Open Access Highly Accessed Open Badges Research

Morbidity and mortality due to malaria in Est Mono district, Togo, from 2005 to 2010: a times series analysis

Essoya D Landoh12*, Potougnima Tchamdja3, Bayaki Saka3, Khin S Tint24, Sheba N Gitta5, Peter Wasswa5 and Christiaan de Jager2

Author Affiliations

1 Division de l’Epidémiologie, Ministère de la Santé du Togo, BP: 1396, Lomé, Togo

2 UP Centre for Sustainable Malaria Control, School of Health Systems & Public Health, University of Pretoria, Pretoria, South Africa

3 FacultéMixte de Médecineet de Pharmacie, Université de Lomé, Lomé, Togo

4 South African Field Epidemiology and Laboratory Training Programme (SAFELTP), National Institute for Communicable Diseases, Johannesburg, South Africa

5 African Field Epidemiology Network (AFENET), Kampala, Uganda

For all author emails, please log on.

Malaria Journal 2012, 11:389  doi:10.1186/1475-2875-11-389

Published: 23 November 2012



In 2004, Togo adopted a regional strategy for malaria control that made use of insecticide-treated nets (ITNs), followed by the use of rapid diagnostic tests (RDTs), artemisinin-based combination therapy (ACT). Community health workers (CHWs) became involved in 2007. In 2010, the impact of the implementation of these new malaria control strategies had not yet been evaluated. This study sought to assess the trends of malaria incidence and mortality due to malaria in Est Mono district from 2005 to 2010.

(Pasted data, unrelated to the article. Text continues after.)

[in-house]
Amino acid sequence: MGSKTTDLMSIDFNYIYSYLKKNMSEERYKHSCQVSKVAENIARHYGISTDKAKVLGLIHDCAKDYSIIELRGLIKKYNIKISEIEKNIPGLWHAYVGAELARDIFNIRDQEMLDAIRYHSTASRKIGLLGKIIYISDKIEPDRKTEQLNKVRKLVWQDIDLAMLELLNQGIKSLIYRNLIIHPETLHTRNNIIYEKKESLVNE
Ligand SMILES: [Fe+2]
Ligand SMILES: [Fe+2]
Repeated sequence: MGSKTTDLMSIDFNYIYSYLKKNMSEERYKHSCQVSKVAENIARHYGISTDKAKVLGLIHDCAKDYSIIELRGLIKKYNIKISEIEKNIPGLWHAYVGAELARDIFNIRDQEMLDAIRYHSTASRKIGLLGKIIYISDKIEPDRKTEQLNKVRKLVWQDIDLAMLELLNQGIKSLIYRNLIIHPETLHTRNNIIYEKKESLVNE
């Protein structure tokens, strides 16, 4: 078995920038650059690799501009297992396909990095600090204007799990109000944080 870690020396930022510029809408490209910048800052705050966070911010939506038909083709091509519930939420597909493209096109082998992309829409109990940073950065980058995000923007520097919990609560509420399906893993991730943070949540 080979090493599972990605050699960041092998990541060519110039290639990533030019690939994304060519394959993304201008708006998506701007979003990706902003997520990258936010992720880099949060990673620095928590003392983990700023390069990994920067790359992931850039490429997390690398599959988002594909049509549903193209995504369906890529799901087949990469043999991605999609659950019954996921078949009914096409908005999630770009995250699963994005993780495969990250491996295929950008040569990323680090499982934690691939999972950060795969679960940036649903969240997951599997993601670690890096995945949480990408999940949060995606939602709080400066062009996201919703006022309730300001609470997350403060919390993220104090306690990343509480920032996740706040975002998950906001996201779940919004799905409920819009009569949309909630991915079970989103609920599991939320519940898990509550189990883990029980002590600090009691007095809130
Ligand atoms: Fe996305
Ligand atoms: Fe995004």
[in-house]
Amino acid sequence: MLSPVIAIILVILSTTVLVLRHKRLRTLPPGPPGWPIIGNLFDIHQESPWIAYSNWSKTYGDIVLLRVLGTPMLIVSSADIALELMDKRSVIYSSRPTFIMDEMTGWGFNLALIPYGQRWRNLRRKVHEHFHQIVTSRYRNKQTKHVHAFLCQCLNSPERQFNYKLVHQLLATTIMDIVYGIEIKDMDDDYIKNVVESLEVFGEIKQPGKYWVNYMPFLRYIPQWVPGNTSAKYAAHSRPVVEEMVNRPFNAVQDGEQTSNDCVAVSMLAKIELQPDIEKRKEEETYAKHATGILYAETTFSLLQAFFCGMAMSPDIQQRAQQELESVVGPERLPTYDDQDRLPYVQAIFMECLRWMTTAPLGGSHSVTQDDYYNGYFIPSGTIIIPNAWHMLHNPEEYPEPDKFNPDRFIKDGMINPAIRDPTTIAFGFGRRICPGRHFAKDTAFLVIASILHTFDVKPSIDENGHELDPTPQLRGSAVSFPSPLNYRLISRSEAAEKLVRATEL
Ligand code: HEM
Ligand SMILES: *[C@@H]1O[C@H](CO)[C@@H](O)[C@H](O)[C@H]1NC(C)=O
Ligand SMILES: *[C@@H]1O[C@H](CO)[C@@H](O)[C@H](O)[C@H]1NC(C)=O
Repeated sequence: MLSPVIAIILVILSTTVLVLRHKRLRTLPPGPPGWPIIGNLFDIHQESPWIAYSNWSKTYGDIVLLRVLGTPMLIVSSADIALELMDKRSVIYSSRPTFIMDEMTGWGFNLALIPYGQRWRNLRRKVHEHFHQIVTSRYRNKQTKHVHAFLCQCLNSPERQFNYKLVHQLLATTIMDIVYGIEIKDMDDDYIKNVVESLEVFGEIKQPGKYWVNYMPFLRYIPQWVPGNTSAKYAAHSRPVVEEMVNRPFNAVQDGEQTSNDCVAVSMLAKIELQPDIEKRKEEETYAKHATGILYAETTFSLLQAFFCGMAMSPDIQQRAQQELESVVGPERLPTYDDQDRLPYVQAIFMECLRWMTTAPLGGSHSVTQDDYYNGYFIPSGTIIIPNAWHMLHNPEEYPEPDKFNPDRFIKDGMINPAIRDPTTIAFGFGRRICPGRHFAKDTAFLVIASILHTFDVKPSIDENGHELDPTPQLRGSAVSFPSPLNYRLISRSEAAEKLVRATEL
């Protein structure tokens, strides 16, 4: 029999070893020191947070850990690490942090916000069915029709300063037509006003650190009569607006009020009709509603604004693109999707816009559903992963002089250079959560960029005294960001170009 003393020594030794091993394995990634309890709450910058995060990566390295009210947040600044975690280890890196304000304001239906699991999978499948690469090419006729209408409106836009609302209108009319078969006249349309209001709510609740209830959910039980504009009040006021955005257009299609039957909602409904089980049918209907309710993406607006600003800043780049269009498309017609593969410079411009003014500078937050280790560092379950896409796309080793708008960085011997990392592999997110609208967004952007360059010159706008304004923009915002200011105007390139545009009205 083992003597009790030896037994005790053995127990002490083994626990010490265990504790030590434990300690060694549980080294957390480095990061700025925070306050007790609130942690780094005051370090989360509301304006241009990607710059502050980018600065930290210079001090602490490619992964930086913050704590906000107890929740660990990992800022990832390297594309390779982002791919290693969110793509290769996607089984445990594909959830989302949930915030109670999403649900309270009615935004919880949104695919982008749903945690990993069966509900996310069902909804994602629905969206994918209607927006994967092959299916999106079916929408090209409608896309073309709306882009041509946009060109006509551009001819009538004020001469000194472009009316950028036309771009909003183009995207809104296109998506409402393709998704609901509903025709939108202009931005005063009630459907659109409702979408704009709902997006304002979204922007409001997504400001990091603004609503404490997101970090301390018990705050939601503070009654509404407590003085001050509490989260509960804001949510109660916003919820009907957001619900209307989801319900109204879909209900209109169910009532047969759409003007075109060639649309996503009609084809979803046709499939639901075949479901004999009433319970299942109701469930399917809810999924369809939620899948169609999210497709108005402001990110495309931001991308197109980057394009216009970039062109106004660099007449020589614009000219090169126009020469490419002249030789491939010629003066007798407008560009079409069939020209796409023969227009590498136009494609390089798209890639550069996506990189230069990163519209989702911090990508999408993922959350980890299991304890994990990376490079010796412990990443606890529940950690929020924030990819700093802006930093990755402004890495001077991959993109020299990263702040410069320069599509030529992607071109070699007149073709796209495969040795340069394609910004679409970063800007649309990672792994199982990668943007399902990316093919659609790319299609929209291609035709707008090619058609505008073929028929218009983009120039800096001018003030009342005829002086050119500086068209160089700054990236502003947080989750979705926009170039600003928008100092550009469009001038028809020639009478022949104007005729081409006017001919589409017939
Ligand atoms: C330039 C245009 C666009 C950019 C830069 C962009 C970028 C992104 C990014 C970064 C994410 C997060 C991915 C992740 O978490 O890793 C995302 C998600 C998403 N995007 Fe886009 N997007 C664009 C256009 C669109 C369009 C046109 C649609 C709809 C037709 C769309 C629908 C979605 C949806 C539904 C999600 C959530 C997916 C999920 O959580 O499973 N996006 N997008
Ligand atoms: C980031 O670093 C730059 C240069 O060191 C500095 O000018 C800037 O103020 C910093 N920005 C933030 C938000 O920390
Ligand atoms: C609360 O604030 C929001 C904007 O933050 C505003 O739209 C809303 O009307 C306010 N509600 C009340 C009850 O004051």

Secondary data on confirmed and suspected malaria cases reported by health facilities from 2005 to 2010 were obtained from the district health information system. Rainfall and temperature data were provided by the national Department of Meteorology. Chi square test or independent student’s t-test were used to compare trends of variables at a 95% confidence interval. An interrupted time series analysis was performed to assess the effect of meteorological factors and the use of ACT and CHWs on morbidity and mortality due to malaria.


From January 2005 to December 2010, 114,654 malaria cases (annual mean 19,109 ± 6,622) were reported with an increase of all malaria cases from 10,299 in 2005 to 26,678 cases in 2010 (p<0.001). Of the 114,654 malaria cases 52,539 (45.8%) were confirmed cases. The prevalence of confirmed malaria cases increased from 23.1 per 1,000 in 2005 to 257.5 per 1,000 population in 2010 (p <0.001). The mortality rate decreased from 7.2 per 10,000 in 2005 to 3.6 per 10,000 in 2010 (p <0.001), with a significant reduction of 43.9% of annual number of death due to malaria. Rainfall (β-coefficient = 1.6; p = 0.05) and number of CHWs trained (β-coefficient = 6.8; p = 0.002) were found to be positively correlated with malaria prevalence.


This study showed an increase of malaria prevalence despite the implementation of the use of ACT and CHW strategies. Multicentre data analysis over longer periods should be carried out in similar settings to assess the impact of malaria control strategies on the burden of the disease. Integrated malaria vector control management should be implemented in Togo to reduce malaria transmission.

Malaria; Mortality; Morbidity; ACT; Rainfall; Time series analysis; Togo